Well, it's over! Sort of... Last thursday and friday we distributed 4700 mosquito nets to Kakoro and Tekwana Parishes. So now we wait and see if there are any significant drop in malaria cases and deaths. Only time will tell, but so far, the signs are good. Before we started the distribution, my supervisor Kateu and I moved around the community visiting some homes and the local health center to get a gauge on how things have changed for the 5 parishes that recieved nets 6 months ago. Well, the results weren't overwhelming, but they were promising. A more extensive survey needs and will be done. According to the local health center III, which covers the sub county, of the approx. 400 cases of malaria reported between February and June, 70 were from 3 of the parishes that we distributed to and the remaining 300+ cases were from the 2 parishes that we hadn't reached yet. The other 2 parishes that we distributed to mainly use the local hospital and we have yet to get concrete data from them. What was the most eye-opening thing about going through the HCIII's log book, was that almost every case was for malaria. Of the maybe 20 cases they'd see a day, only 1 or 2 would be for something other than malaria. I knew it was a huge problem, but when you see the evidence, it's amazing in a horrible way. So we'll do an extensive research before I leave and present the results to you, the supporters of this fight, and the donor organization.
As part of our research, we visted a CMD (village volunteers that distribute drugs and created our list), talked to a group of people in a small trading center, and visted the home of one man. This experience was positive in the fact that people said they were happy that they recieved nets and that malaria no longer crippled their family, but then they went on to tell us their other problems and that's when I started to feel drained. The CMD said that he didn't have records of people coming to get malaria treatment from him. I was suprised, because that's his job. "Why didn't they come?" I ask. Because they haven't received doses Coartem, a malaria treatment drug, from the government health center in over a year. So even though people have nets now, they can't get treatment without traveling long distances to get it. This infuriates me, cause there is no good reason why the drugs aren't reaching the CMD's and ultimately the people. I'm not going to use this blog to point fingers or place blame. However, the fact of the matter is that mosquito nets are only one part of the fight against malaria, and if treatment isn't available, then people will continue to suffer.
After we visited that guy, we went to another man's compound deep in the village. He had 2 wives and 19 children. He was very grateful for the 6 nets he received, but said it wasn't enough to fully cover his children. "Why didn't you receive more?" I asked. "Because our name was at the bottom of the list and when they got to us, they were running out of nets." ....sigh... They were running out of nets because the people who made the lists didn't count right and we didn't have time to double check. "But has malaria gone down in your family?" "Oh yes, it has" "Great!". Then we asked him what other health issues were affecting his family that my organization could possibly help with in the future. TB, scabies, worms, malnutrition, lack of shoes and school materials, etc. ...sigh... I'm drained just writing this.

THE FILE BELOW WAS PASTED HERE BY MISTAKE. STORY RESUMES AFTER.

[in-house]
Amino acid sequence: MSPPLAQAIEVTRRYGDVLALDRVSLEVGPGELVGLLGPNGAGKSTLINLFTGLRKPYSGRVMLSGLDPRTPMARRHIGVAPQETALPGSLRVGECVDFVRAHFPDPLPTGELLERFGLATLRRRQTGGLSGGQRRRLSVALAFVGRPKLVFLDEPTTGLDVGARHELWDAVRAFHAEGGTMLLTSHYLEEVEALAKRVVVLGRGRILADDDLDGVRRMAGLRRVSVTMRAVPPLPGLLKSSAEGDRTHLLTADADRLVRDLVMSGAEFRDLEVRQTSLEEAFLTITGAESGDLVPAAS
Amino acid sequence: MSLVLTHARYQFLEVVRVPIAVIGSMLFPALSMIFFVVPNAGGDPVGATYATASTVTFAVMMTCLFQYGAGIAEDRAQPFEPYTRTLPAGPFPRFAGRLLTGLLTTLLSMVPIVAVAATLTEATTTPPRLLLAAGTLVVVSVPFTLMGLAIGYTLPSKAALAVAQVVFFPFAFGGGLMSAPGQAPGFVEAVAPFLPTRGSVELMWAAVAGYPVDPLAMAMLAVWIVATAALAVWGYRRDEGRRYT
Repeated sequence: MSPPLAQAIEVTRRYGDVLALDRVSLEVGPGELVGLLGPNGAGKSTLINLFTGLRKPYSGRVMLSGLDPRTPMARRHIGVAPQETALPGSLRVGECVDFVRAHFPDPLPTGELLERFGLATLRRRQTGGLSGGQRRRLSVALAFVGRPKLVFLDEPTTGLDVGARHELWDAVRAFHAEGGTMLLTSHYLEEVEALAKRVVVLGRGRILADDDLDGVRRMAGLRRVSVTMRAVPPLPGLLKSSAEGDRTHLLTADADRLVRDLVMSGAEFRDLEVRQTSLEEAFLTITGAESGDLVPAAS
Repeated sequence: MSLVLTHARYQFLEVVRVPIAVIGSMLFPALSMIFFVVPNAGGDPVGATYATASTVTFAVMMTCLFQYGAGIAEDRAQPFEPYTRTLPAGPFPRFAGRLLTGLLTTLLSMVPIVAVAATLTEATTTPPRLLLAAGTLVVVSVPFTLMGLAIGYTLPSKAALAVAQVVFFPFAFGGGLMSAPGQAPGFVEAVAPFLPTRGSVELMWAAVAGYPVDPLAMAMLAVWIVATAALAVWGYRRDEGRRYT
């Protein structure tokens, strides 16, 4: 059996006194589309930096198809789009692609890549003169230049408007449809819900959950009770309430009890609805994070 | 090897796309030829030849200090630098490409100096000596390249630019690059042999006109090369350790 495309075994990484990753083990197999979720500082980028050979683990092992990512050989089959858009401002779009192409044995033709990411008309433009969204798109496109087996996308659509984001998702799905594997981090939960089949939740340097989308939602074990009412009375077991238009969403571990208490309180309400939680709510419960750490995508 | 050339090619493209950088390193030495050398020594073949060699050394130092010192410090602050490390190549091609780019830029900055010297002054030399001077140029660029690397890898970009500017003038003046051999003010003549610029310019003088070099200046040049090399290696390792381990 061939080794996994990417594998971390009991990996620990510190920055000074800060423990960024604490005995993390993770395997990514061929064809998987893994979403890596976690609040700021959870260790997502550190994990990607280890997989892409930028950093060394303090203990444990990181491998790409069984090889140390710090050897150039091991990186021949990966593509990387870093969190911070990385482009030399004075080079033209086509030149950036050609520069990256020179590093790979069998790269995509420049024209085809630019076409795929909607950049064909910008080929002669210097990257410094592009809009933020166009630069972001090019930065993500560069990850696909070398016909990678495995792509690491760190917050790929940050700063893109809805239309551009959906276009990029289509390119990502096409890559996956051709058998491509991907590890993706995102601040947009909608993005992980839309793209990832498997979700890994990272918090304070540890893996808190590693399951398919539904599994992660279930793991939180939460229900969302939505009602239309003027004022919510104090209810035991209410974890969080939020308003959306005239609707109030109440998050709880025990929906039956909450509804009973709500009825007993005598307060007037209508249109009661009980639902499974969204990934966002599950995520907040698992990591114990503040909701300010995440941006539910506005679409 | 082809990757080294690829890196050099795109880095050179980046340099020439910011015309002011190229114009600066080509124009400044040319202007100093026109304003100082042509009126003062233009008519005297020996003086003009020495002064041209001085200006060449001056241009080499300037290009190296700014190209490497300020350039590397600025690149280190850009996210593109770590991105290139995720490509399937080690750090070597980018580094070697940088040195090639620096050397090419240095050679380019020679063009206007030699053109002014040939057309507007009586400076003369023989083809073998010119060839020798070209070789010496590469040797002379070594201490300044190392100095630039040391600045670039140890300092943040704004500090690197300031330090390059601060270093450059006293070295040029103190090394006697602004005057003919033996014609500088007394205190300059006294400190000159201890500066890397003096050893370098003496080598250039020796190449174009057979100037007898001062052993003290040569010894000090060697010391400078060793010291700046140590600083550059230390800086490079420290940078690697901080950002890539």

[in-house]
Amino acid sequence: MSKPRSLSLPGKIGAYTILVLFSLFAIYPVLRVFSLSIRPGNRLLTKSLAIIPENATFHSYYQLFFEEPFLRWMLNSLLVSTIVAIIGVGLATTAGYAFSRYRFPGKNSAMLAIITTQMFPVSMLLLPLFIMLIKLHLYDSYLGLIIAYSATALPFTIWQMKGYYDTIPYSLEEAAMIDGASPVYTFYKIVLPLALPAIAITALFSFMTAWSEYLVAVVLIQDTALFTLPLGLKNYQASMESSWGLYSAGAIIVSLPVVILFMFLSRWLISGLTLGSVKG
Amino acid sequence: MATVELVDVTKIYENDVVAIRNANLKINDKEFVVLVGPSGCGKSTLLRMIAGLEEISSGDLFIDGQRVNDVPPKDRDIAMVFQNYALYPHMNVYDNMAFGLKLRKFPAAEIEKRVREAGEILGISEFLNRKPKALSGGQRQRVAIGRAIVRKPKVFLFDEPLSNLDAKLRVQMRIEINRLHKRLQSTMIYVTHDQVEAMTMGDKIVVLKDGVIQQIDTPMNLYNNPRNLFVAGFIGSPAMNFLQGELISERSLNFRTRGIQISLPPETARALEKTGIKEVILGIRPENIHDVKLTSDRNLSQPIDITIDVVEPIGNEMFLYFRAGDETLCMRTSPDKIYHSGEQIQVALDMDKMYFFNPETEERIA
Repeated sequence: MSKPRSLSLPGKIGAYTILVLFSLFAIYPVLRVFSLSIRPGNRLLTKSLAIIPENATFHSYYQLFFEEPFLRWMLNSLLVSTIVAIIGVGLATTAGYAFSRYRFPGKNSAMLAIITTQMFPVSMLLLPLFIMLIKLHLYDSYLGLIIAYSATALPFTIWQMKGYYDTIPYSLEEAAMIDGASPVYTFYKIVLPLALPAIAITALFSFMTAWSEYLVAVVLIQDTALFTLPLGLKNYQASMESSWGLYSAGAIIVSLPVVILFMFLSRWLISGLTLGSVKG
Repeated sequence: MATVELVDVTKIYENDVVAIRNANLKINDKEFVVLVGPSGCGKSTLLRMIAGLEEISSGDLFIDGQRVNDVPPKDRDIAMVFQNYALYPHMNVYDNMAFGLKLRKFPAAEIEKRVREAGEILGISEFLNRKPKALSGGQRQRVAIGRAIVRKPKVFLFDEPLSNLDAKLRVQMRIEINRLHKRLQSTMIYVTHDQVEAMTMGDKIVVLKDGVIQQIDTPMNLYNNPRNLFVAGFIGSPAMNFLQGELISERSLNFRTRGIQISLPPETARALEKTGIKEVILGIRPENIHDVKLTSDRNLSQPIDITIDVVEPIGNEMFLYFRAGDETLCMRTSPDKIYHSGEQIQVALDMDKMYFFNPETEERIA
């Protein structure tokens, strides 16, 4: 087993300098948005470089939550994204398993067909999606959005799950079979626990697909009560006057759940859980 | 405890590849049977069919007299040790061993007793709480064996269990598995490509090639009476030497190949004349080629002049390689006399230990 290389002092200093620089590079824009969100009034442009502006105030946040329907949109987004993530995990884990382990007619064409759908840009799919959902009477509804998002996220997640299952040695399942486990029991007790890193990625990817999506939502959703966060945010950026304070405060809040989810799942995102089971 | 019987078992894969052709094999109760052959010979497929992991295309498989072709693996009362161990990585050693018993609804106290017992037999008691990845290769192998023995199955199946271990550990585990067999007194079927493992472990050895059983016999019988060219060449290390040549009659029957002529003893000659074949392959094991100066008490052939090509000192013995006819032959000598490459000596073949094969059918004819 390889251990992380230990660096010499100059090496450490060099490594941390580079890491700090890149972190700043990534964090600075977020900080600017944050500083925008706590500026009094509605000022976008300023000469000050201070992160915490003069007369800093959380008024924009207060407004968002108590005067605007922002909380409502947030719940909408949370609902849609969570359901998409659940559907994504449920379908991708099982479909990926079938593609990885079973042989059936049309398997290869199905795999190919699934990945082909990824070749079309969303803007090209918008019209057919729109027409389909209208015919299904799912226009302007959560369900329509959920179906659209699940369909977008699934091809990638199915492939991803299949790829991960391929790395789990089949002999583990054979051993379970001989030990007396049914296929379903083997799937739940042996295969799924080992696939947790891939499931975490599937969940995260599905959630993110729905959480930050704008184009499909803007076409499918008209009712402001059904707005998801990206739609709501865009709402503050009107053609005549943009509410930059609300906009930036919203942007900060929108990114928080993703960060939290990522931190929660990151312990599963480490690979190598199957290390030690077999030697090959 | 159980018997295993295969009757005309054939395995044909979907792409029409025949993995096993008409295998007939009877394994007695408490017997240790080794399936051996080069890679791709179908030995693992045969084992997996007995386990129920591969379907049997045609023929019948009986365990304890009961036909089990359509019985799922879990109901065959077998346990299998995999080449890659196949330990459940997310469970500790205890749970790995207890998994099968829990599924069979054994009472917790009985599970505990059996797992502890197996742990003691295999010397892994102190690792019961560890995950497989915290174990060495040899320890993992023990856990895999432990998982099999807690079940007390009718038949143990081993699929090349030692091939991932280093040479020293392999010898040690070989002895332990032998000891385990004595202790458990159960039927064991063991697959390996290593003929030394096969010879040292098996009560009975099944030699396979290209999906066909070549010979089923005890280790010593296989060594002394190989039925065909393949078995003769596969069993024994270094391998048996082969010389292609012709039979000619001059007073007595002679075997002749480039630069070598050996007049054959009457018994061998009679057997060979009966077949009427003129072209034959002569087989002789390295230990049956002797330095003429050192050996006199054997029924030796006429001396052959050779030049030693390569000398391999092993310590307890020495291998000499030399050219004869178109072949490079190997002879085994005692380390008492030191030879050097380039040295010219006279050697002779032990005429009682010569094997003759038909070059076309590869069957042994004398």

So this is can seem negative, but it's what's really going on. I remember when my parents came, my dad and I were out front of my house just hanging out and he asks me thoughtfully "What would it take to change things here? Where do you start?" Well, we're starting with malaria control and then opening a nursing college to add trained health professionals to the area. That'll have margnial impact for the schools, infrastructure, and economic development of the area, but it's a start. The thought is that this will have a domino affect on the community and the long term result will be a better standard of living for the people that I now serve. It's a little overwhelming, but not impossible. Just because it's hard, doesn't mean you give up. I want to thank everyone for their hard work and support and even though it might not sound like it, what you did IS making a difference. Some people in Peace Corps are a little jealous that my big project is so tangible meaning that you can see the effects versus if you talk about issues in schools or train some people in a skill. However, they're wrong. People have nets and that's great and there already has been immediate effects. How that manifests itself long term is still to be determined. I have faith that things will get better for people and the fact is, malaria will go down, and I can't think of a better way to spend money in a rural African village. People complain that international donors don't really do anything but give people false hope and hinder self sufficiency and development. I think that's wrong. If a school is built, kids will learn. If someone has a net over their bed, then they're better protected against the most deadly disease. It is the role of government and the people to fill these needs, but in the absence of an efficient system, donors have to step in or more people will die unnecessarily. When you start with nothing, something is always better whether it gives some people in the community the wrong impression about foreigners or not. I don't care. That person's kid is going to have a little better life and that is all that matters, to continue to chip away at extreme poverty and disease.
The Against Malaria Foundation has a chart on their website that has a mathematical formula that claims that for every 20 nets distributed, 1 person's life is saved. Congratulations everyone, you helped save 655 lives. The fight isn't over and I thank everyone for all their support. Today's my birthday and I miss all of you very much. Take care,